The word “archaeology” had conjured up my imagination.  I expected the actual city itself to be old and archaic.

I was 100% wrong!

My three star hotel was surrounded by very high-end stores.    I did need to add some clothes to my wardrobe.   The cruise I had added onto my itinerary would require a bit of more formal evening attire.  I am the rare female who hates clothes shopping.   It was great when I found a nice small shop.  Two sales women simply put together the outfits I would need.

Crossing the big intersections in Xi’an was very easy too.  They have gigantic underground pedestrian cross overs, likely called cross-unders.  There was no fear of getting hit by a car or getting lost.

I went to bed my first night, and got up at around 11:00 pm; there was noise outside.  I found music, dancing and partying going on for hours right across the street!

Here are photos of the city I expected to be old and archaic.  You must click to enlarge on some of these!


The Earthquake April 25, 2010

Qingdao, China

It was another beautiful clear day in May 2008.  Sam had an appointment in downtown Qingdao.  We took the 10 cent bus ride down again, I did my usual, took pictures!

The parents of his friend invited us over for dinner, two others joined us.  I spoke no Chinese, the parents spoke no English.  It didn’t matter, body language is universal.  It was a great evening, again I laughed.  His friends interpreted.  I looked too young to be Sam’s mother and sorry, USA folks reading this……..again……. Chinese people think all American parents are fat.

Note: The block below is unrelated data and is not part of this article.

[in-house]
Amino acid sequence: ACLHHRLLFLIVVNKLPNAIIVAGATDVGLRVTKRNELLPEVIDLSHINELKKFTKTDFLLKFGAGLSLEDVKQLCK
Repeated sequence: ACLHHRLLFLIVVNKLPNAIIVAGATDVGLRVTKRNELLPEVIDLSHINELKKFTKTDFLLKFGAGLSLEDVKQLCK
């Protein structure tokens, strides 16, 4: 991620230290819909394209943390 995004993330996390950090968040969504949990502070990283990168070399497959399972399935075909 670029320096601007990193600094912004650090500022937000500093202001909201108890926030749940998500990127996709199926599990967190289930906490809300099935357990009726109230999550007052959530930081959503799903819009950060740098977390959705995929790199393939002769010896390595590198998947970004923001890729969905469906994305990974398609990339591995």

I did find one unusual Chinese cultural difference.  While dining with others, at home or in a restaurant, platters of food are placed on the table without serving utensils.

Everyone uses their own chop sticks for first, second and sometimes third servings.  With my background, I silently wondered if the CDC in Atlanta knew about this cultural difference.

Here are thumbnail photos of the pictures I took that day, click to enlarge.

We returned from dinner, and through emails from the USA learned an earthquake had struck China.

Recall from an earlier post, I had changed my plans, wanting to meet up with Sam again at the end in Shanghai.    There was no time before leaving the USA to complete all the changes.  I did that when I arrived in Qingdao, speaking with Angela from China Highlights .

From Qingdao, I was still going to Xi’an then would fly to Chongqing and board the Victoria Cruise.  I was indeed taking that romantic cruise “party of one, please”,  down the Yangtze River I had sworn I would never do  Four days, and three nights would cruise me through the Three Gorges Dam.  In Yichang I would disembark and fly to my last destination, Shanghai.

Here is a Reuters Alert regarding the China Earthquake.

Now look closely at this map of China.

Things looked “iffy”,  with alerts on “Quake Lakes” I didn’t know if I should travel heading closer to the epicenter.  I spoke with Angela and continued as planned.

As a note, I am writing this blog post in 2010.  My heart today, goes out to parents who have recently experienced an agony I was spared.  I didn’t know where Qingdao was, I knew very little about the geography of China.  What I know today, cultural differences are just differences.  I invite you to visit my own web page As Time Goes By.


Qingdao, the first apartment March 20, 2010

It looks ominous

This post will be a real treat for some folks.  Click on any photo to enlarge.